Changes range from confusion to paranoia, violence

Karen Henley rests briefly at the hospital where Karen Henley rests briefly at the hospital where her husband, Mike, has been brought because of trouble breathing as he grows weaker from late-stage Alzheimer's disease. (Aug. 5, 2009) Photo Credit: Newsday / J. Conrad Williams Jr.

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Family members often find behavioral changes in their loved ones to be the most challenging part of caring for someone with Alzheimer's disease. The changes can be subtle, such as overreacting to a mistake or criticism, or more pronounced, such as yelling, making false accusations or inappropriate comments, or even violence.

Those with Alzheimer's and related dementias often become confused and may forget the names of loved ones, as well as everyday items, such as a fork. They may also forget what such items are used for, experts said. They can ask the same questions repeatedly or make the same gestures over and over. They may sometimes become restless and anxious or begin pacing. Some develop paranoia and may have delusions. They may begin hoarding or accusing their caregiver of stealing from them. Sometimes, they refuse to wash or engage in proper hygiene. The person with dementia often has an interrupted sleep cycle and may stay awake at night and sleep during the day. Also many patients often suffer from "sundowning," where they become agitated and restless at the end of the day.

Changes in behavior can be triggered by any number of things, from illness or physical discomfort to overstimulation. Often, experts said, family members should get their loved one examined to make sure there aren't underlying medical or psychological issues causing the behavioral changes. Confusion and delusions, for instance, can be caused by a vitamin deficiency or a urinary tract infection, said Teepa Snow, a dementia care specialist and trainer. Many dementia patients also suffer from depression, she said.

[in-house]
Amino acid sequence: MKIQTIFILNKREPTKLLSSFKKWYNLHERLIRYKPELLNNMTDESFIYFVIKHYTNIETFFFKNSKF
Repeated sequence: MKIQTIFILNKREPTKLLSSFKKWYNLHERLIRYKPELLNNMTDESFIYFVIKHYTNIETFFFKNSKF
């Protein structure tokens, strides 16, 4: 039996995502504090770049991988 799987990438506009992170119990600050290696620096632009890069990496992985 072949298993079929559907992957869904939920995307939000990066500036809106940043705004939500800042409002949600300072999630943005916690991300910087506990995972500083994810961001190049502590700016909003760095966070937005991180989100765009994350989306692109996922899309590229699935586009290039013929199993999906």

When behavioral changes occur, caregivers need to try and put themselves in their loved one's place, imagining the confusion and conflicting signals their brain is sending them, experts said. For instance, with hoarding, the person may have a fear that they will need whatever they take - food, money, objects - at a later time, or it gives them a sense of security.

With hygiene, they may not understand that they haven't bathed in three weeks because in their mind, they have bathed every day. With toileting, a person may not understand why they are being undressed or who the person is trying to help them and feel they are being violated. A person may begin to wander because they have a desire to feel safe, to "go home" to a place they associate with feeling secure.

Often, the patient is frustrated with an inability to communicate or perform tasks they deem too complicated. It is important for caregivers to examine what may have led to the behavior change, experts said, and look at possible solutions, including the way they respond to the behavior. The caregiver should remember to look at the emotions or feelings behind the action, experts said, rather than simply focusing on the behavior.

"The caregiver really needs to learn how to speak dementia; it's like learning a whole new language," said Darlene Jyringi, who runs the Alzheimer's Disease Assistance Center of Long Island in Stony Brook. "How do you approach the person? How do you talk to the person? What do you do to make situations less frightening, like bathing, like toileting? You need to explain every step of the way."

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